Biking

Transit Equity Resources

Photo courtesy of ZaksSnaps on flickr.com

Policy Link’s Executive Director, Angela Glover Blackwell, puts it best, “Transportation policy is, in effect, health policy – and environmental policy, food policy, employment policy and metropolitan development policy.” (The Transportation Prescription) Read more >

2011 Bicycling and Walking Counts

A random pedestrian on the Lake / Marshall Bridge

From Amber Collett at Bike Walk Twin Cities

More Twin Cities residents than ever are getting around by bike or on foot. Bicycling in the Twin Cities has increased by 52 percent since 2007, and walking by 18 percent. Twin Cities bicycling, in particular, experienced a sharp year-over-year increase - up 22 percent from 2010 to 2011.

The new data comes from an official count of bicyclists and pedestrians passing 42 designated locations in Minneapolis and Saint Paul on weekdays in September 2011, and comparing this data with identical counts conducted each September since 2007. The counts were conducted by volunteers, who were trained based on a federal protocol.
 
Thank you, volunteers! We could not do this you without you.   Read more >

The New Minneapolis Plan

The Minneapolis Downtown Council recently released "Intersections" a plan for Downtown Minneapolis. I had nothing to do with this plan, and so am free to comment. The plan is organized according to 10 major initiatives for 2025 Read more >

Using bikes for serious emissions reduction

Bicycles in a square - CC licensed by flickr user R Stanek

 

According to the European Cycling Federation, if the whole of the EU cycled like the Danes, they could achieve significant emissions cuts.

If the EU cycling rate was the same as it is in Denmark, where the average person cycles almost 600 miles (965km) each year, then the bloc would attain anything from 12% to 26% of its targeted transport emissions reduction, depending on what forms of transport the cycling replaced, according to the report by the Brussels-based European Cycling Federation (ECF).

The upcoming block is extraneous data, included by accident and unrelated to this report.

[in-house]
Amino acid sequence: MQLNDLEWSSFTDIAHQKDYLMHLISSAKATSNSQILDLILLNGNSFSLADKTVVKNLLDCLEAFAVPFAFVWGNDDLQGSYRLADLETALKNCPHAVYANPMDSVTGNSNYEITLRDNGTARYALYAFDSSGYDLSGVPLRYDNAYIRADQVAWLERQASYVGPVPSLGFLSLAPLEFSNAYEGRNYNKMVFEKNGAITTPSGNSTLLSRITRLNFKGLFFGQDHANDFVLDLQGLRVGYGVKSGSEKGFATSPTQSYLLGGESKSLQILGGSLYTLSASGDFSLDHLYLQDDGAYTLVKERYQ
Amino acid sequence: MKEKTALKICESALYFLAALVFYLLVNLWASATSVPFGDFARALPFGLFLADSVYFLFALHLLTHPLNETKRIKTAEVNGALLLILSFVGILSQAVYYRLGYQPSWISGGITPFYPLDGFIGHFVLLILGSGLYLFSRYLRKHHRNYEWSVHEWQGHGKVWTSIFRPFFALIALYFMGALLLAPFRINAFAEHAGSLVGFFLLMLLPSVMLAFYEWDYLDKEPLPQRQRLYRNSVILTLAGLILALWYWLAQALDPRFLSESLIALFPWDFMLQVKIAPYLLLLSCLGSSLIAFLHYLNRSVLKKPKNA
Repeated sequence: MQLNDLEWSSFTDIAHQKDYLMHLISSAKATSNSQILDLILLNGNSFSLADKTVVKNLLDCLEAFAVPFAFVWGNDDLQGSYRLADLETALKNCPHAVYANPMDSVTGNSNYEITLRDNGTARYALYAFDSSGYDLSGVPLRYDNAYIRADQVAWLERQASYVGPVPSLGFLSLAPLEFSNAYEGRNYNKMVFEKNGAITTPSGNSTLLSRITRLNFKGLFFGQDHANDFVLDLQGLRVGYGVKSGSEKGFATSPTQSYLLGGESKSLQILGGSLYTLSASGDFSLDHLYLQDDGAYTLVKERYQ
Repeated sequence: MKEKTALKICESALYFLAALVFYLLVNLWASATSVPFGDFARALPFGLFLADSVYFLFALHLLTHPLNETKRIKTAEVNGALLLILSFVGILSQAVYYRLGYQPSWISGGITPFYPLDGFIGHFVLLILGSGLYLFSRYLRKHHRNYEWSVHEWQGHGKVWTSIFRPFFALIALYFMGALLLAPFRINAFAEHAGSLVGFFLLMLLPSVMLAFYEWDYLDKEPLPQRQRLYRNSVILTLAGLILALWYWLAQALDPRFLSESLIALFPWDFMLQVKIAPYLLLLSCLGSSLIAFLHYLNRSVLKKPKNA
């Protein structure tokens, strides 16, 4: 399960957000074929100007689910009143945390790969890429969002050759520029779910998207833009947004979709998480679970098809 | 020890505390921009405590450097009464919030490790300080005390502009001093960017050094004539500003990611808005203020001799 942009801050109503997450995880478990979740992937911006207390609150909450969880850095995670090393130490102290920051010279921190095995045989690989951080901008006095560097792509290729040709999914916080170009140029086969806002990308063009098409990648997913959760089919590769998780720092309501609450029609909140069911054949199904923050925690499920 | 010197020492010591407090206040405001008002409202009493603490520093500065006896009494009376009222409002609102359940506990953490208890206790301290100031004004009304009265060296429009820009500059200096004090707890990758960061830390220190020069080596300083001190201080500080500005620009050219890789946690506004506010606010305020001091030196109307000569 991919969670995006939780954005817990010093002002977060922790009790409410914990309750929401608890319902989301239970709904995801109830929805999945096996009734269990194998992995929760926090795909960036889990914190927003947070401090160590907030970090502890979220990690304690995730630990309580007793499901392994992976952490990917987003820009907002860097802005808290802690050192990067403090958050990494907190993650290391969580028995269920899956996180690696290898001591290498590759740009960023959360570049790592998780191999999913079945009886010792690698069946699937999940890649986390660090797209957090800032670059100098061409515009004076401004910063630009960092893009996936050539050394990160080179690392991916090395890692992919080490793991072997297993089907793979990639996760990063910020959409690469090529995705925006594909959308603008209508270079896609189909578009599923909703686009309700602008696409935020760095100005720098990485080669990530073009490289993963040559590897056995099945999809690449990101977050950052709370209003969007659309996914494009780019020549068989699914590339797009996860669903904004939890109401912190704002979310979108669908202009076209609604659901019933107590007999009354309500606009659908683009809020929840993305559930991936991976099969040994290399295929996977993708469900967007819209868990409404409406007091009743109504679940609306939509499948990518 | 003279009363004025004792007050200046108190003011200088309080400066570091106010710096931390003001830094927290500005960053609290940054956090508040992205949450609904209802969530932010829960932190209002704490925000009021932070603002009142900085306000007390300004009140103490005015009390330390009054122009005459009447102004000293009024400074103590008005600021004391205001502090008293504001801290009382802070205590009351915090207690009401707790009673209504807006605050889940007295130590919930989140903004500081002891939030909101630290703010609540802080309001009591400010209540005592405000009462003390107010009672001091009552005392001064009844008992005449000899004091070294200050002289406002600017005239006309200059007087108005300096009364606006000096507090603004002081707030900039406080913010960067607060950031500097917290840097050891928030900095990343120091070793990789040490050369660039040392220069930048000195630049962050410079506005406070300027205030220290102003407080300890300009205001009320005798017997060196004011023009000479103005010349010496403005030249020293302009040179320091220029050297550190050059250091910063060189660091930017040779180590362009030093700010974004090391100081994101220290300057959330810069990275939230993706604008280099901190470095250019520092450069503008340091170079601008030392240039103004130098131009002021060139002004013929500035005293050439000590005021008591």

This figure is likely to be a significant underestimate as it deliberately excludes the environmental impact of building road infrastructure and parking, or maintaining and disposing of cars.

These figures are for the EU’s 2050 emissions reduction target.  The figures are even greater for 2020 targets.

Bikes are not a new technology that would require long adoption periods and high initial capital costs.  Almost everyone knows how to use them, and they are cheap.  They also have myriad co-benefits, not least of which is increased physical activity.  To get serious about reducing greenhouse gas emissions, we should take a close look at the bike as a potential solution.

Using ECF’s study as a model and making some estimates, the Twin Cities metro could see some significant emissions reductions if we biked like the Danes, but getting there would be tough.  I’ll get to that, but first some initial thoughts on the Europeans.

  Read more >

Cedar Lake Trail Speed Limit - Back From the Grave

Be careful what you promise...

In spite of City promises, a 10 mph speed limit has been signed on the Cedar Lake Trail.  This is old news - I got the picture a couple months ago and I'd guess it was added in the City's signing binge around August or September.

I'm not necessarily opposed to speed limits for bicycles but I do have some questions about this particular speed limit:

1.  How and why was 10 mph chosen?  Why not 8?  or 13?  Does it have anything to do with the number of fingers on the average human hand?

2. Since this is the only speed limit sign on the Cedar Lake Trail (that I've seen), where does this speed zone begin or end?  If the speed limit is valid for the entire length of the trail, how are cyclists supposed to know before they come across this sign?

3.  Why is it dangerous for a bicycle to go 11 mph on a facility that's seperated from all traffic except bicycles, but it's safe for a bicycle to go 25 or 30 mph in mixed traffic?

2011 – a big year for bikes with more to come in 2012

Bryant Avenue bicycle boulevard.

by Amber Collett, Bike Walk Twin Cities

It’s no secret that folks like to bike in the Twin Cities. Every year the cycling community grows –and I’m sure this year will be no exception (stay tuned for the 2011 Count Report release scheduled for Dec. 16th!) With supportive city leadership, committed advocacy organizations, and a set of dedicated funds made available through the nonmotorized transportation pilot program (called Bike Walk Twin Cities), Minneapolis has earned it’s spot as the number one city for bicycling in the nation

As I look back on the year, I can’t help but focus on the huge stride forward our city made in building out our cycling infrastructure. More than 75 miles of on-street bike lanes have been added to our network since the start of the Bike Walk Twin Cities program–this is great news!

Here is a little bit more about some of the most innovative projects that hit the pavement this year: Read more >

Greenways vs. The Grid: Is Mpls' Greenways plan a good move?

A rendering of the greenway plan, via TC Greenways.

(written by Reuben Collins)

One of the more interesting aspects of the recently completed Minneapolis Bicycle Master Plan is the inclusion of a long-term vision to convert some local roadways to Greenways. The master plan map lays out a network of future Greenways (most facilities we're currently referring to as Bike Boulevards are envisioned to transition to Greenways over time. Read more >